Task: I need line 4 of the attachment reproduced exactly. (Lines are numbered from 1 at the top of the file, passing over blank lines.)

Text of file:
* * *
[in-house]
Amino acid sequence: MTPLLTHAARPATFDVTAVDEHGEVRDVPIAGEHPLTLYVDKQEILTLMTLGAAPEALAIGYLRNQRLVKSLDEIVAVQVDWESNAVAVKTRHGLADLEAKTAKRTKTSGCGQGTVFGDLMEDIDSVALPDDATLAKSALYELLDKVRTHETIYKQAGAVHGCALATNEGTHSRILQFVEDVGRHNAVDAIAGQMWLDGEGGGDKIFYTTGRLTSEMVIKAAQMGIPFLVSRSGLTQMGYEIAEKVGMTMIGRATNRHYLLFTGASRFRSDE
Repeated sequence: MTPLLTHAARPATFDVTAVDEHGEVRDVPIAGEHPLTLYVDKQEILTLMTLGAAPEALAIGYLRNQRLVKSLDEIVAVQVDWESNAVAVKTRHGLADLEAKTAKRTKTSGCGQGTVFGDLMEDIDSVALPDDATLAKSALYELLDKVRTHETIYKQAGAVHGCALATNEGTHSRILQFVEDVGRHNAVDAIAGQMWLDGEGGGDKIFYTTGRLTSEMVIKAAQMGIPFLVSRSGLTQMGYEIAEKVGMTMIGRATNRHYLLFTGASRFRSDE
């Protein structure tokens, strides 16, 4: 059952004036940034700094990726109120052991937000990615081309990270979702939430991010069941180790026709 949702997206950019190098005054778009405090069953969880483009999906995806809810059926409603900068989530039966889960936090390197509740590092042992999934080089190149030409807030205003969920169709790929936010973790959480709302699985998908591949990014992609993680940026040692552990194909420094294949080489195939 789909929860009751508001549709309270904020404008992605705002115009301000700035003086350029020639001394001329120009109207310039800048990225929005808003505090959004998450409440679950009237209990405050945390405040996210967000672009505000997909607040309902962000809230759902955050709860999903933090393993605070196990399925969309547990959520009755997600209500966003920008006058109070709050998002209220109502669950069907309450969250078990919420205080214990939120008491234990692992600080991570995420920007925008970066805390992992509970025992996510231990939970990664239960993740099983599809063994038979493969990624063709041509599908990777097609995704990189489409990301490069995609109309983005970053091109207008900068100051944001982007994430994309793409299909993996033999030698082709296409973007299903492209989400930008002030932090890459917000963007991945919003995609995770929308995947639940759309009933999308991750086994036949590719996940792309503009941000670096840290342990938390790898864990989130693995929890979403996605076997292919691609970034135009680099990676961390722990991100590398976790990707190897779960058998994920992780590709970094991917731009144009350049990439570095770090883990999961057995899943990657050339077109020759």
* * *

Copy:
């Protein structure tokens, strides 16, 4: 059952004036940034700094990726109120052991937000990615081309990270979702939430991010069941180790026709 949702997206950019190098005054778009405090069953969880483009999906995806809810059926409603900068989530039966889960936090390197509740590092042992999934080089190149030409807030205003969920169709790929936010973790959480709302699985998908591949990014992609993680940026040692552990194909420094294949080489195939 789909929860009751508001549709309270904020404008992605705002115009301000700035003086350029020639001394001329120009109207310039800048990225929005808003505090959004998450409440679950009237209990405050945390405040996210967000672009505000997909607040309902962000809230759902955050709860999903933090393993605070196990399925969309547990959520009755997600209500966003920008006058109070709050998002209220109502669950069907309450969250078990919420205080214990939120008491234990692992600080991570995420920007925008970066805390992992509970025992996510231990939970990664239960993740099983599809063994038979493969990624063709041509599908990777097609995704990189489409990301490069995609109309983005970053091109207008900068100051944001982007994430994309793409299909993996033999030698082709296409973007299903492209989400930008002030932090890459917000963007991945919003995609995770929308995947639940759309009933999308991750086994036949590719996940792309503009941000670096840290342990938390790898864990989130693995929890979403996605076997292919691609970034135009680099990676961390722990991100590398976790990707190897779960058998994920992780590709970094991917731009144009350049990439570095770090883990999961057995899943990657050339077109020759």